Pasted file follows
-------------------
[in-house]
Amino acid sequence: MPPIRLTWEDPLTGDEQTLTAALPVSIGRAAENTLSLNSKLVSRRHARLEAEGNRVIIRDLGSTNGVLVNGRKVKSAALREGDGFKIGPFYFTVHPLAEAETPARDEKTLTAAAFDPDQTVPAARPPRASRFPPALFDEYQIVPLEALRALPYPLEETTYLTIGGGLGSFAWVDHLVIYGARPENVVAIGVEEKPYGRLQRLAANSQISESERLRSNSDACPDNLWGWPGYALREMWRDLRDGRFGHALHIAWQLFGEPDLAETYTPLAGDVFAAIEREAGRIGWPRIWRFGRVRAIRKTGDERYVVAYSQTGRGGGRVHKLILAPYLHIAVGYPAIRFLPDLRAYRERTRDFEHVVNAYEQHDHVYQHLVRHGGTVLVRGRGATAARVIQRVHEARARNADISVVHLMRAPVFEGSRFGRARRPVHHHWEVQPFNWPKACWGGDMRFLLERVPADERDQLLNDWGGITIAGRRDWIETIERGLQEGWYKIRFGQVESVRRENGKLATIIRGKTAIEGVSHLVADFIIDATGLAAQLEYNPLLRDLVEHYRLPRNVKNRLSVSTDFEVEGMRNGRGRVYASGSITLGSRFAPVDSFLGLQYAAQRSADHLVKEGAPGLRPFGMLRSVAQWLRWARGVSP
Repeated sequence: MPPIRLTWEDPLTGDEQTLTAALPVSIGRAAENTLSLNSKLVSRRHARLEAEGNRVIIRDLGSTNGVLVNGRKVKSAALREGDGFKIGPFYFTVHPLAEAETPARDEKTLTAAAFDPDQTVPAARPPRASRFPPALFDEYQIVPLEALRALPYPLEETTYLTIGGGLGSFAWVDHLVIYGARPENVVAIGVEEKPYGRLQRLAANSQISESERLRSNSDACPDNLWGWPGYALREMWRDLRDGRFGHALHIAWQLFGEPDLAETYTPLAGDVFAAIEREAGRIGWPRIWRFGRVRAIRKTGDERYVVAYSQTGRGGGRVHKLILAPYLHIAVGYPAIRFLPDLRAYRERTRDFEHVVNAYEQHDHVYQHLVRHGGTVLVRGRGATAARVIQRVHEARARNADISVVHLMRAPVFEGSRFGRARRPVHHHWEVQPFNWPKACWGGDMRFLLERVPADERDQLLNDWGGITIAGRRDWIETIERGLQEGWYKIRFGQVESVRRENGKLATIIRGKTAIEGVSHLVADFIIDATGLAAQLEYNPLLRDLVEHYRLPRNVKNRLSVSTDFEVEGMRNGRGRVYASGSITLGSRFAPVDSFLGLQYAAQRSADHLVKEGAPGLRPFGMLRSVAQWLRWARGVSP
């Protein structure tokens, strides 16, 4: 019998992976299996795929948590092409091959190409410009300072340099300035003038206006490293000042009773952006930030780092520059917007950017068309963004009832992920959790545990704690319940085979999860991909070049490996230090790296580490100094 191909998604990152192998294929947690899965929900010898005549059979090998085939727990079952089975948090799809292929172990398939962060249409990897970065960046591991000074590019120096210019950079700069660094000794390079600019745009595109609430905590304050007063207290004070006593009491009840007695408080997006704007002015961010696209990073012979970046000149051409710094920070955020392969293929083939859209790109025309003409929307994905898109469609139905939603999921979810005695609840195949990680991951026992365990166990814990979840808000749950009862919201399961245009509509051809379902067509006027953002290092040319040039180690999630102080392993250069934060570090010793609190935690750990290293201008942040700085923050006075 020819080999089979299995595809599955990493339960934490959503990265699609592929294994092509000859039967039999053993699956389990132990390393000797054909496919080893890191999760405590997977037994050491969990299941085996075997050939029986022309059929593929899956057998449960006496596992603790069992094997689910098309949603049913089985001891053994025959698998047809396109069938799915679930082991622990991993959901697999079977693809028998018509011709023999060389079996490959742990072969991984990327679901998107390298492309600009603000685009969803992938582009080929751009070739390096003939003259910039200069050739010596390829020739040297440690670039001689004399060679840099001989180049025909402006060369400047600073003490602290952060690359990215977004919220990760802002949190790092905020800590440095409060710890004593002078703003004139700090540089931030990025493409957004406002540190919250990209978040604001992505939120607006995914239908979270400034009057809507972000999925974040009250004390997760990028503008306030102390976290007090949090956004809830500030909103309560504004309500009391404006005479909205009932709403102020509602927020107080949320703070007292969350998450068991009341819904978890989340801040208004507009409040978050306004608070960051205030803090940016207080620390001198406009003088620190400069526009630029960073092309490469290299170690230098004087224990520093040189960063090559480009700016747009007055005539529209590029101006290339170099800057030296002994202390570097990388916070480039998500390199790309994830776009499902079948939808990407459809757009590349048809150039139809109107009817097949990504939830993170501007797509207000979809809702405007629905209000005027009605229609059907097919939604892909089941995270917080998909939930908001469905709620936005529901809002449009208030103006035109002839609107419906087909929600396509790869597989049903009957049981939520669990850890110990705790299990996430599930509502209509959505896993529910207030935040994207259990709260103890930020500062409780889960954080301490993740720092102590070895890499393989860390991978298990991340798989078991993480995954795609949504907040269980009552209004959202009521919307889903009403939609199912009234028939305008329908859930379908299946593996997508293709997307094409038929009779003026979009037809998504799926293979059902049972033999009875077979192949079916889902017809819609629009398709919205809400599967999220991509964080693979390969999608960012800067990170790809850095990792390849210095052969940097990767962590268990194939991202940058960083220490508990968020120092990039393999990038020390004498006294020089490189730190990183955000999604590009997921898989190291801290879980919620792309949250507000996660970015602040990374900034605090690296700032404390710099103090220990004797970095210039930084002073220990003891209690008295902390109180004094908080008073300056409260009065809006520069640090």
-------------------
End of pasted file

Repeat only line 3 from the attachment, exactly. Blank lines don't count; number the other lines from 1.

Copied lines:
Repeated sequence: MPPIRLTWEDPLTGDEQTLTAALPVSIGRAAENTLSLNSKLVSRRHARLEAEGNRVIIRDLGSTNGVLVNGRKVKSAALREGDGFKIGPFYFTVHPLAEAETPARDEKTLTAAAFDPDQTVPAARPPRASRFPPALFDEYQIVPLEALRALPYPLEETTYLTIGGGLGSFAWVDHLVIYGARPENVVAIGVEEKPYGRLQRLAANSQISESERLRSNSDACPDNLWGWPGYALREMWRDLRDGRFGHALHIAWQLFGEPDLAETYTPLAGDVFAAIEREAGRIGWPRIWRFGRVRAIRKTGDERYVVAYSQTGRGGGRVHKLILAPYLHIAVGYPAIRFLPDLRAYRERTRDFEHVVNAYEQHDHVYQHLVRHGGTVLVRGRGATAARVIQRVHEARARNADISVVHLMRAPVFEGSRFGRARRPVHHHWEVQPFNWPKACWGGDMRFLLERVPADERDQLLNDWGGITIAGRRDWIETIERGLQEGWYKIRFGQVESVRRENGKLATIIRGKTAIEGVSHLVADFIIDATGLAAQLEYNPLLRDLVEHYRLPRNVKNRLSVSTDFEVEGMRNGRGRVYASGSITLGSRFAPVDSFLGLQYAAQRSADHLVKEGAPGLRPFGMLRSVAQWLRWARGVSP